The last of the Guild 02 games comes from designer Kazuya Asano and writer Takemaru Abiko. The two previously collaborated on Chunsoft's sound novel Kamaitachi no Yoru, and their new project is a plot-driven horror title called Starship Damrey. The player's avatar is pulled from a cryogenic slumber aboard a ship in deep space, and from there everything must be figured out. The game has no irksome tutorials to explain things, and the protagonist lacks any memories to provide backstory. It's all up to the player. As it should be.

The three games are without release dates at this writing, but I suspect we'll see them before the end of the summer. It'd be entirely fitting for Bugs vs. Tanks and Attack of the Friday Monsters!, after all. Starship Damrey doesn't quite fit into the season, but there's no inappropriate time of the year for perplexing space terror.

You know what else is well-suited to the summertime? A cute, colorful, and technically impressive title from the last days of the Game Boy Color. I speak of Shantae. WayForward's side-scrolling game and its half-genie star earned a DSI/iOS sequel called Shantae: Risky's Revenge (with another sequel on the way), but the original was never ported from the Game Boy Color. In fact, people are still paying over $400 for a complete-in-box copy.

Soon we'll have a nice and just-as-legal alternative to owning the first Shantae game. Nintendo Power alluded to the title arriving on the 3DS Virtual Console last year, and now everything's apparently sewn up for Shantae to appear in June or July. It's a highly charming game about a genie (well, half-genie) and her shape-shifting, nicely animated race to defeat a villainous pirate queen. And unless they end up charging a hundred bucks for the eShop version, it'll be the best way to enjoy Shantae.


Developer: Imageepoch/Sega
Publisher: Sega
Platform: Sony PSP

The title of 7th Dragon 2020 II may seem needlessly complex, but it's not hard to understand the arrangement of the series. The original 7th Dragon is a dungeon hack in a medieval-fantasy setting, and the sequel, 7th Dragon 2020, is set in a future Tokyo overrun by dragons and flowers. So 7th Dragon 2020 II returns to the same futuristic stage for another round of florally infused monster-hunting.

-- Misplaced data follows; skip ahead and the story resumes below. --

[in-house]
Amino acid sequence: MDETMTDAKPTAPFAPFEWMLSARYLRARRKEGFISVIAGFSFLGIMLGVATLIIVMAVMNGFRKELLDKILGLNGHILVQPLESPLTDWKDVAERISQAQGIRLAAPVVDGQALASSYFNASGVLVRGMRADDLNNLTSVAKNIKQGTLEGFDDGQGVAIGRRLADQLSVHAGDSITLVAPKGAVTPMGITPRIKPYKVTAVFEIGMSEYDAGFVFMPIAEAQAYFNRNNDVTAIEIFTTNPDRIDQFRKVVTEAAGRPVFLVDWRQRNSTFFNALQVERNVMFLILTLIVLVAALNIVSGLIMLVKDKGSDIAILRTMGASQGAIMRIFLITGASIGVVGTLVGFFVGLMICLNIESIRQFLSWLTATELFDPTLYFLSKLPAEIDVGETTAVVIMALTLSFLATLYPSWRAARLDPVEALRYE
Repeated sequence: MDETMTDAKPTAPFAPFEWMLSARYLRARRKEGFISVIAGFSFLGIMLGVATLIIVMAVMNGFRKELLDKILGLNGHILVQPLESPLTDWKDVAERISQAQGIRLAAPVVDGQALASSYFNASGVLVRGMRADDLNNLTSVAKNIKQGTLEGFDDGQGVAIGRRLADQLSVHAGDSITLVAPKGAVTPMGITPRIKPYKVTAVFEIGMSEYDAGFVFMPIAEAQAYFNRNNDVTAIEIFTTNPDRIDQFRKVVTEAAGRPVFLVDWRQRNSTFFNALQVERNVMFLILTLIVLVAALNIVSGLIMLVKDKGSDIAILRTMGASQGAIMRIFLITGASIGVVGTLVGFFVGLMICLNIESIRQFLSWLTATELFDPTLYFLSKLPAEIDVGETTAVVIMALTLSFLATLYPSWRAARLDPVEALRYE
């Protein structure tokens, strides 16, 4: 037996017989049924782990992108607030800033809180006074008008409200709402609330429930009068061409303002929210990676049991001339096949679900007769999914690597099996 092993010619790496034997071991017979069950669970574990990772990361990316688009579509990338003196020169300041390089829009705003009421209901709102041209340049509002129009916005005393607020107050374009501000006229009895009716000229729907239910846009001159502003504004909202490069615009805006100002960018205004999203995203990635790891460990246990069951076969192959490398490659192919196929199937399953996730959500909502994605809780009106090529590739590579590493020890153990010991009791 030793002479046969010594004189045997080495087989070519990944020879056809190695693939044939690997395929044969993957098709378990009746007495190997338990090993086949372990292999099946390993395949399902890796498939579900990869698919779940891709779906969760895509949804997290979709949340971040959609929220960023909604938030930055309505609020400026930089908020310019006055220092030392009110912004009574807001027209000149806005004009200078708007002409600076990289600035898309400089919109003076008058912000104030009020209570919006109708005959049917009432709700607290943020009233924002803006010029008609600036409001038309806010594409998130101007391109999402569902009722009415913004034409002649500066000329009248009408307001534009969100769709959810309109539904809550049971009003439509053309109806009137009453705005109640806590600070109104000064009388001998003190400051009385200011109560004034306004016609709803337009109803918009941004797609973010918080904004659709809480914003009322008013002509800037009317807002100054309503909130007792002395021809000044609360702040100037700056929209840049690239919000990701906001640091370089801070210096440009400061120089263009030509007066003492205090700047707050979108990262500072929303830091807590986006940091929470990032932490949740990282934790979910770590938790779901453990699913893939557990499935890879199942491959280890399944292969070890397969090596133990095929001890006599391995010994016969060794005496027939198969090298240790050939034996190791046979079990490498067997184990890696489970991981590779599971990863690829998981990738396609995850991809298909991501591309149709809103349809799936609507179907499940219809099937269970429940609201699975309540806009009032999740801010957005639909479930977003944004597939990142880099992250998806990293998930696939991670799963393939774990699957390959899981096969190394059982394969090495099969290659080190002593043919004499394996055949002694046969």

As with its predecessor, 7th Dragon 2020 II relies on customized characters that the player picks out of various classes, but there's a storyline involving established cast members. Most of them work for the anti-dragon groups Murakumo and SECT11, and all of them are represented as big-headed munchkins in gameplay and as more realistic portraits during conversations. Their various jobs also reflect the same technologically advanced tone of the previous game. Hackers, Samurai, Destroyers, Psychics, and Tricksters are joined by the new Idols, who enhance party members' stats and hurl attacks made of melodic chart-toppers. The battle system is once again turned-based and driven by ostentatious attacks well beyond what you'd expect from warriors whose heads dwarf the remainders of their bodies. And since this is Tokyo, all of the dungeons are based around Roppongi, Ikebukuro, and other districts of the city. Except they're full of evil flowers.

Import Barrier: The game's menus and skill systems are all in Japanese, so it presents a bit of a problem for those who can't parse kanji—or at least use a helpful guide like the one fans made for the first 7th Dragon.

Chances of a Domestic Release: Minimal. Several unlikely PSP games were picked up by domestic publishers this year, but no 7th Dragon game is among them. Like Valkyria Chronicles 3 and other later Sega highlights of the PSP, this one seems bound to stay in Japan.

Does it have Hatsune Miku? The green-haired Vocaloid icon appeared in 7th Dragon 2020, and she's back in the sequel. The player's chosen party of dragon-slayers rescues Miku during one mission, and there's an option to hear an in-game soundtrack performed entirely by her.

Developer: Moss
Publisher: Moss
Platform: Xbox 360